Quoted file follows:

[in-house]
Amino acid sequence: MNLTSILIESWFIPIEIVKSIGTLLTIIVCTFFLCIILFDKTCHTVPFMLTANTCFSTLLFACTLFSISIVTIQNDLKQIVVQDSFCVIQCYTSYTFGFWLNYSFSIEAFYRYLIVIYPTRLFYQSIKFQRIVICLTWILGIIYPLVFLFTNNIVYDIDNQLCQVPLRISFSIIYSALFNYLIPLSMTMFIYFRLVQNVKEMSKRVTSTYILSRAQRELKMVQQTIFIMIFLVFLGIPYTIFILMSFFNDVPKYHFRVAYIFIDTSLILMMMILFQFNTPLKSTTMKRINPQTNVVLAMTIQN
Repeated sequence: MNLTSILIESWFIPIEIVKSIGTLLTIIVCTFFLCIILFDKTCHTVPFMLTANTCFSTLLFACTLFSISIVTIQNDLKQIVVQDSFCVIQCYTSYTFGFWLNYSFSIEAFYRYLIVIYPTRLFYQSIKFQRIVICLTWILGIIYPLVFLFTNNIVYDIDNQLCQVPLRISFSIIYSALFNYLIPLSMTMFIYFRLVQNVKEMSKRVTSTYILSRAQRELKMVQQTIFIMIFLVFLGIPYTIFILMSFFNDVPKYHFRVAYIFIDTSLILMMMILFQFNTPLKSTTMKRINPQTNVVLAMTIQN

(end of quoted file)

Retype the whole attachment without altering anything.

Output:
[in-house]
Amino acid sequence: MNLTSILIESWFIPIEIVKSIGTLLTIIVCTFFLCIILFDKTCHTVPFMLTANTCFSTLLFACTLFSISIVTIQNDLKQIVVQDSFCVIQCYTSYTFGFWLNYSFSIEAFYRYLIVIYPTRLFYQSIKFQRIVICLTWILGIIYPLVFLFTNNIVYDIDNQLCQVPLRISFSIIYSALFNYLIPLSMTMFIYFRLVQNVKEMSKRVTSTYILSRAQRELKMVQQTIFIMIFLVFLGIPYTIFILMSFFNDVPKYHFRVAYIFIDTSLILMMMILFQFNTPLKSTTMKRINPQTNVVLAMTIQN
Repeated sequence: MNLTSILIESWFIPIEIVKSIGTLLTIIVCTFFLCIILFDKTCHTVPFMLTANTCFSTLLFACTLFSISIVTIQNDLKQIVVQDSFCVIQCYTSYTFGFWLNYSFSIEAFYRYLIVIYPTRLFYQSIKFQRIVICLTWILGIIYPLVFLFTNNIVYDIDNQLCQVPLRISFSIIYSALFNYLIPLSMTMFIYFRLVQNVKEMSKRVTSTYILSRAQRELKMVQQTIFIMIFLVFLGIPYTIFILMSFFNDVPKYHFRVAYIFIDTSLILMMMILFQFNTPLKSTTMKRINPQTNVVLAMTIQN